John R. Bolton served as national security adviser under President Trump and is the author of “The Room Where It Happened: A White House Memoir.”
Most Americans will be relieved that the election is over. Unfortunately, too many Republicans will see only the ratification of a “stolen election.” Why? Because for months Trump has proclaimed he could lose only through foul play, and because too few Republicans said this was nonsense.
Rather than “America First,” Trump’s true slogan is “Trump First,” so his fantasy will not end easily. Nonetheless, starting with the resolution of the electoral college vote, Republicans, and all Americans, can take significant steps to move beyond Nov. 3, without endless, debilitating reargument of what happened.
First, everyone — Republicans especially — should recognize that the national political dynamic will change irrevocably at noon on Jan. 20. It will never be the same again for Trump. There will be a new president, doing his job, whether Trump adjusts to it or not. Even though barely more than five weeks now remain until the transfer of power, many who have been unable or unwilling to feel the tectonic plates shifting will finally recognize the change. Mar-a-Lago is not the same as the Oval Office. Foreign leaders will not flock to Florida for meetings.
Despite four years as president, Trump never fully grasped the issues before him, and he won’t learn anything new once he leaves. His observations will become increasingly irrelevant.
Trump will not disappear entirely. But the thrill will assuredly fade.
Second, with this coming dramatic shift in the political universe in mind, every Republican as of next Monday’s electoral college vote should publicly acknowledge what they have known in silence for many weeks: Biden is the president-elect. We Republicans should all just say it and get it over with.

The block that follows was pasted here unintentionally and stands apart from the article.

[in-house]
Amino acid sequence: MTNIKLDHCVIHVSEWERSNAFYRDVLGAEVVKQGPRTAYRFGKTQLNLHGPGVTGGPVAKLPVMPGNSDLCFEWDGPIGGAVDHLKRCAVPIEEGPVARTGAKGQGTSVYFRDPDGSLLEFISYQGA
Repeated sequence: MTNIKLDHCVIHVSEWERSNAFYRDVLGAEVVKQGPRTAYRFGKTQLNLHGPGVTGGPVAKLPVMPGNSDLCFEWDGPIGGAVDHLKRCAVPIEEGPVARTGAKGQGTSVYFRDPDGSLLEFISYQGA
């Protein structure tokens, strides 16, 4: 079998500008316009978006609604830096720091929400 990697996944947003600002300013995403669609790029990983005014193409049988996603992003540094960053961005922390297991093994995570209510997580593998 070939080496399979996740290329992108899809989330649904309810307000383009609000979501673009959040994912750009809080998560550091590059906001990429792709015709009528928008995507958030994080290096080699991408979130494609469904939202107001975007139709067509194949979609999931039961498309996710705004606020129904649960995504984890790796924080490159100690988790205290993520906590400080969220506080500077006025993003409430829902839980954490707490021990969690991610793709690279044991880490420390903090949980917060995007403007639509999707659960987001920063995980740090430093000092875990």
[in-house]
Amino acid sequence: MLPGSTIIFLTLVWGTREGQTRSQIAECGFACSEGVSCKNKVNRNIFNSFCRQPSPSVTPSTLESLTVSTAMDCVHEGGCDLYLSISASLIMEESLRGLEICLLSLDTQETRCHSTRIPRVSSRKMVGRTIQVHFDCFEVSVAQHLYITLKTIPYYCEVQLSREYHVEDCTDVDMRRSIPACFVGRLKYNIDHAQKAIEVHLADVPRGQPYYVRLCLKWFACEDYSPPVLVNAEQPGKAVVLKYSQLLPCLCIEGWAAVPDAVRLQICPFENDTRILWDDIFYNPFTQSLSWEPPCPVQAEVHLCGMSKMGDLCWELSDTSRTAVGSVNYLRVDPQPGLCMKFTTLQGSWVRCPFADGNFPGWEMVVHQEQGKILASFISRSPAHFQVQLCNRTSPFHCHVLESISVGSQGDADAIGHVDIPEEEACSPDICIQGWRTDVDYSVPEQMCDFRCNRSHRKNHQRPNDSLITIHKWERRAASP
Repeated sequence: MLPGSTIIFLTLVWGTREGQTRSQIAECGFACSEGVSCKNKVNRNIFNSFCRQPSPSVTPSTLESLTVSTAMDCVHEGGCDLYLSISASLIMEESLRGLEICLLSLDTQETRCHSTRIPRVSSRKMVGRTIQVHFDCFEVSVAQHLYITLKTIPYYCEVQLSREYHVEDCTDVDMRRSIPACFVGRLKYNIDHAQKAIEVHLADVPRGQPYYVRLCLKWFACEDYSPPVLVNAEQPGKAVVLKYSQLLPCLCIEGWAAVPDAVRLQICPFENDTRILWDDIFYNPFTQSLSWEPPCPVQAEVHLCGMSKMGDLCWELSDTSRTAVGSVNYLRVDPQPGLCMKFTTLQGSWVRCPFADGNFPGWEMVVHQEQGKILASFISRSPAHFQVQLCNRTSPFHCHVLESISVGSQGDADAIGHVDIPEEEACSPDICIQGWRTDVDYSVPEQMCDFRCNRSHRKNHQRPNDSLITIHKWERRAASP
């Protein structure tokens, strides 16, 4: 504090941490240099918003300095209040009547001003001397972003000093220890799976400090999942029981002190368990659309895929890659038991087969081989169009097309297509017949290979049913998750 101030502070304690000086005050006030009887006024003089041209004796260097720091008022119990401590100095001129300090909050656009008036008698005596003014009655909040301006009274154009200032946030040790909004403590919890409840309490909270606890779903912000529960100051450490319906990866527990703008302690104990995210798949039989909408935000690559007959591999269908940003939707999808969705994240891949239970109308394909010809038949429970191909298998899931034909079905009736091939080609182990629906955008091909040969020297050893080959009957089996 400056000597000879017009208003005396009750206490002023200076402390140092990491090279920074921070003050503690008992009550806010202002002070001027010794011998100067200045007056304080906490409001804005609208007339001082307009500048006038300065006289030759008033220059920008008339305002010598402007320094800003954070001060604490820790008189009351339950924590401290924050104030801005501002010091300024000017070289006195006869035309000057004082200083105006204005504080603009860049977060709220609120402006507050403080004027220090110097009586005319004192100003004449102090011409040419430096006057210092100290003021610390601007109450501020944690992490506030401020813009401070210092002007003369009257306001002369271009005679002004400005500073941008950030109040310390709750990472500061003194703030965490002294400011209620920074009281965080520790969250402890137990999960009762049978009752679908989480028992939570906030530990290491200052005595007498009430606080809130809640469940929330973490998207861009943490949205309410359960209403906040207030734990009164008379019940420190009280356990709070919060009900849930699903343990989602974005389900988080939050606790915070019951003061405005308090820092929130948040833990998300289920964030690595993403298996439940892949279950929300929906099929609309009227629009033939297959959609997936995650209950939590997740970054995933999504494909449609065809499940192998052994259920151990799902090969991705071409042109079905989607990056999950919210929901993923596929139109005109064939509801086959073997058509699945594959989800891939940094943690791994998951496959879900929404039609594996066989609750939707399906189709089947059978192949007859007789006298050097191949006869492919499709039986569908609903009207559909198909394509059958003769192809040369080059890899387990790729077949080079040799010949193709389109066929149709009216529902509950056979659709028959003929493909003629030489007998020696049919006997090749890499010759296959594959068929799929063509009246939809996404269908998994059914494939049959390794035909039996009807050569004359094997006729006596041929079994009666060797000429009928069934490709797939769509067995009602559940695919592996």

If confronted by bitter-enders, stuck on Trump and dreaming of continuing the fight, for example on Jan. 6 when the electoral college ballots are opened and counted in Congress, Republicans should take their cue from Nancy Reagan: Just say no.
Third, there is every reason to believe Republicans can make Democrats’ hold on the White House last just one term. Analysts across the political spectrum have noted the GOP’s November successes, other than Trump’s loss. Winning at all levels in coming elections, however, requires a party not obsessed with contemplating its 2020 presidential navel.
That will necessitate disbanding the GOP’s circular firing squads now blasting away in Georgia, Arizona and elsewhere. This internecine warfare is not along ideological lines; by any coherent measure, all the main participants are conservatives. The common denominator is that Trump set these dumpster fires to advance his own interests.
The Republican Party’s lasting strength is its focus on policy, not personalities, and certainly not cults. To reclaim the high ground, national, state and local party structures must focus impartially on enhancing support for all Republicans, not just Trump. We must have open debates on policy, and new platforms reflecting those debates. As long as Trump continues broaching a possible 2024 candidacy, this neutrality is threatened.
Any party official unable to remain impartial should be a candidate for retirement. Historically, after presidential-election defeats, Republicans have sought new party leadership. Following Barry Goldwater’s 1964 defeat, Ray Bliss took charge as national chairman, with excellent 1966 and 1968 results; after Gerald Ford’s 1976 loss, Bill Brock stepped up and laid the groundwork for Ronald Reagan’s 1980 victory.
This is an entirely normal intra-party transition. It is not about any particular losing candidate or party official, and saying so casts no blame. But without ironclad assurances of impartiality by current party officials, based on their personal honor, Republicans risk missing a big opportunity for revitalization. Contested elections for party positions are not bad things.
Fourth, speaking as a baby boomer, I make perhaps the most painful point: Republicans should begin thinking about finally selecting a non-boomer presidential candidate. Recalling Ronald Reagan’s line about Walter Mondale, the “youth and inexperience” of these late-comers may be a burden for them, but it should not be insuperable.
If Biden again bears the Democratic standard in 2024 — when he will turn 82 — and faces a non-boomer Republican opponent, the contrast will be palpable. If Biden doesn’t run, and a 78-year-old Trump is again the Republican nominee, the contrast will also be palpable. This one should not be hard for the GOP, as long as the succession is based on merit, not heredity.
More suggestions for Republicans abound, but even these four ideas are likely to meet strong opposition from some parts of the GOP despite their Wizard of Oz, on Dec. 14, having finally and definitively lost the 2020 election. Pull the curtain aside — better late than never.
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